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The Matchup

The Sandy Bridge Pentiums go head to head with AMD's Athlon II and to a lesser extent the new triple-core AMD A6. At the low end we have the Athlon II X2 260 vs. Intel's Pentium G620. AMD has the clock speed advantage (3.2GHz vs. 2.6GHz) but Sandy Bridge does offer better performance at the same clock, we'll have to see if the 600MHz advantage is too much for Intel to overcome.

Moving on up AMD gets to throw more cores at the competition. The Athlon II X3 455 (3.3GHz) has three cores to the Pentium G840's two (2.8GHz), although the clock speed advantage shrinks a bit.

Finally compared to the Pentium G850 we have two options from AMD. If you can find one there's the Athlon II X4 635. The clock speed advantage goes away completely but AMD delivers twice the cores of Intel's Pentium G850. The 635 is no longer on AMD's price list so your chances of finding one at a reasonable price go down considerably. The Athlon II X3 460 is the only other similarly priced competitor, and its performance should be similar to the 455 I mentioned above.

Meet the A6

Although at a slightly higher price point than the most expensive Sandy Bridge Pentium, we also have a lower cost member of the Llano family: AMD's A6-3650. For $20 less than the flagship 3850, the A6-3650 loses 300MHz on the CPU clock and lops off 80 GPU cores. The GPU also runs at a slower 443MHz frequency. The TDP remains unchanged at 100W. Given the small price difference between a 3650 and a 3850 I'd much rather opt for the latter but we'll see what the slower GPU does to performance when every dollar counts.

Gallery: AMD A6-3650

Introduction CPU Performance & Power Consumption
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  • loeakaodas - Tuesday, August 23, 2011 - link

    Why intel, why? Do you still ram these chips down our throats, they're so short of features that would be great for a cheap HTPC, but aren't all that attractive if you want to do anything but basic stuff with your machine. Reply
  • Blaze-Senpai - Tuesday, August 23, 2011 - link

    And this is aimed at those people that only want to do basic stuff with their machine. Reply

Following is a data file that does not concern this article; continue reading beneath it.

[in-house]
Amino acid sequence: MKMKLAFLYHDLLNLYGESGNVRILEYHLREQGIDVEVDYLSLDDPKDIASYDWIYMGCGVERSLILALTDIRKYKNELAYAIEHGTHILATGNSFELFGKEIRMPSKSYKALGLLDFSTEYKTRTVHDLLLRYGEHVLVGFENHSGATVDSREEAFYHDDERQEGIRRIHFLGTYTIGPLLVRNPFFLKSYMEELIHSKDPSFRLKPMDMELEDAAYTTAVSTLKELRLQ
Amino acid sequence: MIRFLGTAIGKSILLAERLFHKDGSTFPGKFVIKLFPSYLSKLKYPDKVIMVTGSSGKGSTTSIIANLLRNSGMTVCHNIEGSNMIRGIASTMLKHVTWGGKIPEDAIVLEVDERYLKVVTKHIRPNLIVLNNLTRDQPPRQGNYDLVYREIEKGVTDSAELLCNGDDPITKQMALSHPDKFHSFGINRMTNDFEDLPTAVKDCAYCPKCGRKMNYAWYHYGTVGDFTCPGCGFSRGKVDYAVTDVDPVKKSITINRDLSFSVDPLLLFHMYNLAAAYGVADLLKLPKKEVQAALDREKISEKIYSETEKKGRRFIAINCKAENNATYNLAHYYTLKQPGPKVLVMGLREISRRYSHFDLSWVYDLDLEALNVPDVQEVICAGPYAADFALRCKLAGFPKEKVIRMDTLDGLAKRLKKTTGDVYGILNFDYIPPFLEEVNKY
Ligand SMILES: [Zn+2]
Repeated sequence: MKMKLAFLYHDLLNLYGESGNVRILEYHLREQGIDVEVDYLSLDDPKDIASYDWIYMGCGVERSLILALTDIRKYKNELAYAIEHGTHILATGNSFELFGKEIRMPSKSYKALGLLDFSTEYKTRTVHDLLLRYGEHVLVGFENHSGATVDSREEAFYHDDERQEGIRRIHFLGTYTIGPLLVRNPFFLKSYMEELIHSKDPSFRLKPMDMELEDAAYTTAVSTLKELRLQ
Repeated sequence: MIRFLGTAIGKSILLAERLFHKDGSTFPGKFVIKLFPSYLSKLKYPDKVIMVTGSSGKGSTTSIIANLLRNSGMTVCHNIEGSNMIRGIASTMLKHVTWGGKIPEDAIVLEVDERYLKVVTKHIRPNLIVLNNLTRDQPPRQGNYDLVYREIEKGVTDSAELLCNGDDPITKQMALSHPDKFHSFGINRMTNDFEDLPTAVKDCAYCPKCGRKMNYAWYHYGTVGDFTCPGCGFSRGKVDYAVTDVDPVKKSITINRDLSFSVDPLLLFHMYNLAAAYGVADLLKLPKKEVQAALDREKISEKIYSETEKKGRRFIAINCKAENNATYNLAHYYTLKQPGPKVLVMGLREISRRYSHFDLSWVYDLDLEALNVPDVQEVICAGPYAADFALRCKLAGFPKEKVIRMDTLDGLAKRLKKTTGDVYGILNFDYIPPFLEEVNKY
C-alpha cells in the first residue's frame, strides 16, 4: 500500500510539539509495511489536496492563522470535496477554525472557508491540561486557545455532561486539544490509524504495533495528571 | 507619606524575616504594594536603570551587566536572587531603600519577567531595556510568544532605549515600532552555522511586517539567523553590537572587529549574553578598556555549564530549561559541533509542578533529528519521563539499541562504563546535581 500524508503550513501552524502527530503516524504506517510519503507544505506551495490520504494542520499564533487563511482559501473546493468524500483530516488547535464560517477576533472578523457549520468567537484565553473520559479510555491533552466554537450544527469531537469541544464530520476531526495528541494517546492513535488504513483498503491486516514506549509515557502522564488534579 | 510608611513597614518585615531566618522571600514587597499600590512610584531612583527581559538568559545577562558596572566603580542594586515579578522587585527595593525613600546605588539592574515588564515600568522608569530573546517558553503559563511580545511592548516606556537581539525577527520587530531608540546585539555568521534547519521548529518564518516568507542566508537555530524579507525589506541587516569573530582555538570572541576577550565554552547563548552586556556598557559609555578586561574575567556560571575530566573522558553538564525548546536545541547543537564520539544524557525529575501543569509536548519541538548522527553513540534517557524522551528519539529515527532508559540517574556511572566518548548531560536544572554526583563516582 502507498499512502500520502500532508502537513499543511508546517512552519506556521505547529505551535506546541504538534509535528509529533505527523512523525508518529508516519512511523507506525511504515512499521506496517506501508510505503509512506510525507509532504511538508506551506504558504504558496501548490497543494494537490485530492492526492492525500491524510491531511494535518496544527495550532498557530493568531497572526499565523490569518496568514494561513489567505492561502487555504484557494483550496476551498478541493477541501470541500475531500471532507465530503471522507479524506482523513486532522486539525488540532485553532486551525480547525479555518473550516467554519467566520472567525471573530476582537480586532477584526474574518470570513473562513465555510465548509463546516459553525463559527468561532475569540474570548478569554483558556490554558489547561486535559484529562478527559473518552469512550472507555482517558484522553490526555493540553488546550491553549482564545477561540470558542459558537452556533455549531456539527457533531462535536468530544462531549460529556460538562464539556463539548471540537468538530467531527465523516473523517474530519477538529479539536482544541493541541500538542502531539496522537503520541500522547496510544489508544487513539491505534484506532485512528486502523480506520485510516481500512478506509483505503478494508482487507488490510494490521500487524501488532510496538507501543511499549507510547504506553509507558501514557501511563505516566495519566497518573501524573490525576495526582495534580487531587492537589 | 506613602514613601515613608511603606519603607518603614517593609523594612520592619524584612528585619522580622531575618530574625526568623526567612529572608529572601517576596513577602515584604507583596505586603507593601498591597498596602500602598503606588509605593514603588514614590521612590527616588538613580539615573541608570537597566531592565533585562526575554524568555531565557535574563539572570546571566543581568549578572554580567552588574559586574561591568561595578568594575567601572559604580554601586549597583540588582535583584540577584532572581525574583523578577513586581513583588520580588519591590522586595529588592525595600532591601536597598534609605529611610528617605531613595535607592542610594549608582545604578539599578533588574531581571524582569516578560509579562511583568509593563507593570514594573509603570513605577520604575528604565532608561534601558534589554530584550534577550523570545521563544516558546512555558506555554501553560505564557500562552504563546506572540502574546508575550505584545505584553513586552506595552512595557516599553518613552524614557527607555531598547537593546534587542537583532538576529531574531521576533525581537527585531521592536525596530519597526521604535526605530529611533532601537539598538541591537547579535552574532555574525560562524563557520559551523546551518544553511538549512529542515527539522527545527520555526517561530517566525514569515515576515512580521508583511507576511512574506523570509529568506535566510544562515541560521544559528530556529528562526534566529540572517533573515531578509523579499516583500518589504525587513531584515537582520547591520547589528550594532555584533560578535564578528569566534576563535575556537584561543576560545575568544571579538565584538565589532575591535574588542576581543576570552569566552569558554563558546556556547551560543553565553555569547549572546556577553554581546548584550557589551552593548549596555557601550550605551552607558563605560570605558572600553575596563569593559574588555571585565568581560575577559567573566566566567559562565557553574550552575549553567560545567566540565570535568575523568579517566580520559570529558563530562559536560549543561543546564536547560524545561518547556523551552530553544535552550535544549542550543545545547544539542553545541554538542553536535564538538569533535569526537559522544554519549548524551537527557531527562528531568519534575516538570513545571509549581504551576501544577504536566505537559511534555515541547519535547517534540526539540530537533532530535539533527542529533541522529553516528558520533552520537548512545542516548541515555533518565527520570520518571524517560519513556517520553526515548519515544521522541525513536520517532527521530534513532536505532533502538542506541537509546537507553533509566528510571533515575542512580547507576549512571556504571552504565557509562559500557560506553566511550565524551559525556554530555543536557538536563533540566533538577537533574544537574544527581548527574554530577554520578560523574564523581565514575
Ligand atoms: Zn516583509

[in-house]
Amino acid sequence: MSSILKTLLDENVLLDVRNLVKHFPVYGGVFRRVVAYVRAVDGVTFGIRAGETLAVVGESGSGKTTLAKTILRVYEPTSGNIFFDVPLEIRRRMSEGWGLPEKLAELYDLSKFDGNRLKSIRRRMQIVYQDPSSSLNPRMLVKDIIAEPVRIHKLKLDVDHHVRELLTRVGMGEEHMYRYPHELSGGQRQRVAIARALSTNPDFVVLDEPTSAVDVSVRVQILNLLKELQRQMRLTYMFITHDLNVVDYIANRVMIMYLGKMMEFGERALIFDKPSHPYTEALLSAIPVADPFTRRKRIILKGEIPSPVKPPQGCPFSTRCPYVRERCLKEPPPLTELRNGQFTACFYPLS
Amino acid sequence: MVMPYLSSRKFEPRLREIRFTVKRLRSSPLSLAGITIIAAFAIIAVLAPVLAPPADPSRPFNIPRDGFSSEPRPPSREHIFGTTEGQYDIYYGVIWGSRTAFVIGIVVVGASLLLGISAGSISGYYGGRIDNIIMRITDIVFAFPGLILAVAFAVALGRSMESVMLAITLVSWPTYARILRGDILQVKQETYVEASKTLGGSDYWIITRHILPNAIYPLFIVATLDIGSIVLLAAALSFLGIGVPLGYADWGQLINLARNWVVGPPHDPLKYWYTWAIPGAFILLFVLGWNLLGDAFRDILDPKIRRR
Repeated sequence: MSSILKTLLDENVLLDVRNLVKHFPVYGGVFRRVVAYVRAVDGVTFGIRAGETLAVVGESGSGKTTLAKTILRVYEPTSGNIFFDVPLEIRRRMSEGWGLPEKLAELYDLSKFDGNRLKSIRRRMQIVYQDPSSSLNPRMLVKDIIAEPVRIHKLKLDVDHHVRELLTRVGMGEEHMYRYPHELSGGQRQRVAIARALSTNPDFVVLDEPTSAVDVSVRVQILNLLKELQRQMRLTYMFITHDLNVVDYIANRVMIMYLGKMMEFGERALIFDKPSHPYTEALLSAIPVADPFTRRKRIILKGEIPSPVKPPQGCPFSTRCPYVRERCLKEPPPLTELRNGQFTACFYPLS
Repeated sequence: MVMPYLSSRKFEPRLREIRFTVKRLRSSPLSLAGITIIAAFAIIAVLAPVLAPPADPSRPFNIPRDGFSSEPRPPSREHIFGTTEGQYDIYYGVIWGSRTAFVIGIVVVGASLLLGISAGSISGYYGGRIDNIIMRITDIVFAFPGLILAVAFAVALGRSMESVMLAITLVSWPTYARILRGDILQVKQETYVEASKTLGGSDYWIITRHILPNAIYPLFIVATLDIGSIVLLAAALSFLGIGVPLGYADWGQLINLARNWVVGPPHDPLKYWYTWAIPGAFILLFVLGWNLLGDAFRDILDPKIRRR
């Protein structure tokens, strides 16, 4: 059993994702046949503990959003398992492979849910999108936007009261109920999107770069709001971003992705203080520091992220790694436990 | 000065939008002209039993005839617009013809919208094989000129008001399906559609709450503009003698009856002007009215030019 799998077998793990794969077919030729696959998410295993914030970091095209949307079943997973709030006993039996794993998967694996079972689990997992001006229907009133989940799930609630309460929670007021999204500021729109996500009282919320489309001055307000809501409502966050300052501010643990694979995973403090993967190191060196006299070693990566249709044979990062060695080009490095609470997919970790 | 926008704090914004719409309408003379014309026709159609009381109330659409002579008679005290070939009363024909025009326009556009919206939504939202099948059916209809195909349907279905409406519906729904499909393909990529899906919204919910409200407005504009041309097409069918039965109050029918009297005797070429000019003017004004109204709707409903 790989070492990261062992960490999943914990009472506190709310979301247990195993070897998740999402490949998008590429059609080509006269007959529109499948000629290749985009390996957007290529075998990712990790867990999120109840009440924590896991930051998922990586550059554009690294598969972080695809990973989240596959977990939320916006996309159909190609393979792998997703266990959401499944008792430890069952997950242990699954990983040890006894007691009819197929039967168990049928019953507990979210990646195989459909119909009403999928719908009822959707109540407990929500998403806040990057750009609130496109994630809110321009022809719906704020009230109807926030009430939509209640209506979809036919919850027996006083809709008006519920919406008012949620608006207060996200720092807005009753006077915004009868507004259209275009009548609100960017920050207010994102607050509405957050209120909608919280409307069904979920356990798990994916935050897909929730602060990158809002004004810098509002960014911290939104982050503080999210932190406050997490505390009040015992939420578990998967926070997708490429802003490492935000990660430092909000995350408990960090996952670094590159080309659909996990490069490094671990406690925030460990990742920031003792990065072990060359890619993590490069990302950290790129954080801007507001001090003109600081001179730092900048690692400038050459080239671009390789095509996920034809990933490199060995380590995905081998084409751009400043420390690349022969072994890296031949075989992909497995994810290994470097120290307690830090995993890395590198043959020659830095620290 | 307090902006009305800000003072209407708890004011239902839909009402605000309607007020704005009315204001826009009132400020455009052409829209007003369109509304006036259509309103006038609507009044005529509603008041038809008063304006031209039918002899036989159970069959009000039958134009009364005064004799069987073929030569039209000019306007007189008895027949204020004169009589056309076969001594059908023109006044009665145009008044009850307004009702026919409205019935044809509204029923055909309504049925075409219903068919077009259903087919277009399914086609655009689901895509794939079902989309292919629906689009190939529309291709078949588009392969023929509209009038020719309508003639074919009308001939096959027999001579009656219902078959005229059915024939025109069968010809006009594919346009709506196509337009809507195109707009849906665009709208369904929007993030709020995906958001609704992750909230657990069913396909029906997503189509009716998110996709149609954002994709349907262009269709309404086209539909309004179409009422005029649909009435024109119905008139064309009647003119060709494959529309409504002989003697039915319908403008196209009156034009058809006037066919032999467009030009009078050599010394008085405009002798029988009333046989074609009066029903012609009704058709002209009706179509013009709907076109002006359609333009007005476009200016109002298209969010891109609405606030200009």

• yankeeDDL - Tuesday, August 23, 2011 - link

    It still makes no sense: a Pentium 850 costs $98 (http://www.newegg.com/Product/Product.aspx?Item=N8... an A6-3650 costs $119 (http://www.newegg.com/Product/Product.aspx?Item=N8...
    For $20 you get a real graphic cards which acelerated web browsing and video decoding, so it is actually very useful even for very basic systems.

    I see no value, whatsoever, for entry-level Sandy Bridge, as they have a higher price/performance ratio than most AMD stuff.

    Incidentally, while SB is undoubtedly the finest piece of CPU technology today, at these prices it makes sense only starting from the Core i5-2400, which, basically, outperforms nearly every AMD CPU.
    Reply
  • ET - Tuesday, August 23, 2011 - link

    A G620 plus a discrete low mid range ($70-80) GPU will give you a much better entry level gaming PC than an A6-3650, for not a lot more money. (For about the same price as an A8-3850, which will still be slower for gaming than the G620 system). Reply
  • yankeeDDL - Tuesday, August 23, 2011 - link

    I am not convinced, but you might be right about the gaming rigs. I would argue that a cheap discrete graphic card would CrossFire nicely with tha A6, but that's not the point anyway.

    I was talking, however, about entry-level systems.
    There`s a "Best CPU for the money" update on Tom's hardware today: you can see that the G620 is not even in the picture, in favor of the Athlon II X3 and the G850.
    If I was to play games rarely, I would much rather have an efficient but relatively powerful APU, than having to use an external graphic card: this way I wouldn't have to pay the electricity bill to have my GPU run a screensaver.
    Reply
  • Taft12 - Tuesday, August 23, 2011 - link

    Perhaps, but an Athlon II X3 450 plus the same $70-80 GPU would make for an even better entry level gaming PC at the same price. Reply
  • lowlymarine - Tuesday, August 23, 2011 - link

    Not really. Many games still struggle to hit even two cores efficiently; few if any would benefit significantly from the third. Reply
  • Roland00Address - Tuesday, August 23, 2011 - link

    For example see Grand Theft Auto IV PC edition. This game is unplayable on a Dual Core pc without a massive overclock, but runs fine on a slow tri or quad core. This was due to Xbox 360 having a tri-core processor (The 360 cpu is also a PowerPC design not x86 but that doesn't really matter.) Reply
  • Samus - Tuesday, August 23, 2011 - link

    great article Anand! Reply
  • owned66 - Sunday, February 10, 2013 - link

    most games after 2011
    play very well with multicore systems
    my qx6700 was maxed out at 100% playing bf3

    playing with a 2600 sandy maxes out at 85% equally on all cores and gpu maxed at 100% gpu load

    increasing gpu clocks would increase cpu load which is a good sign of fine tuning
    Reply

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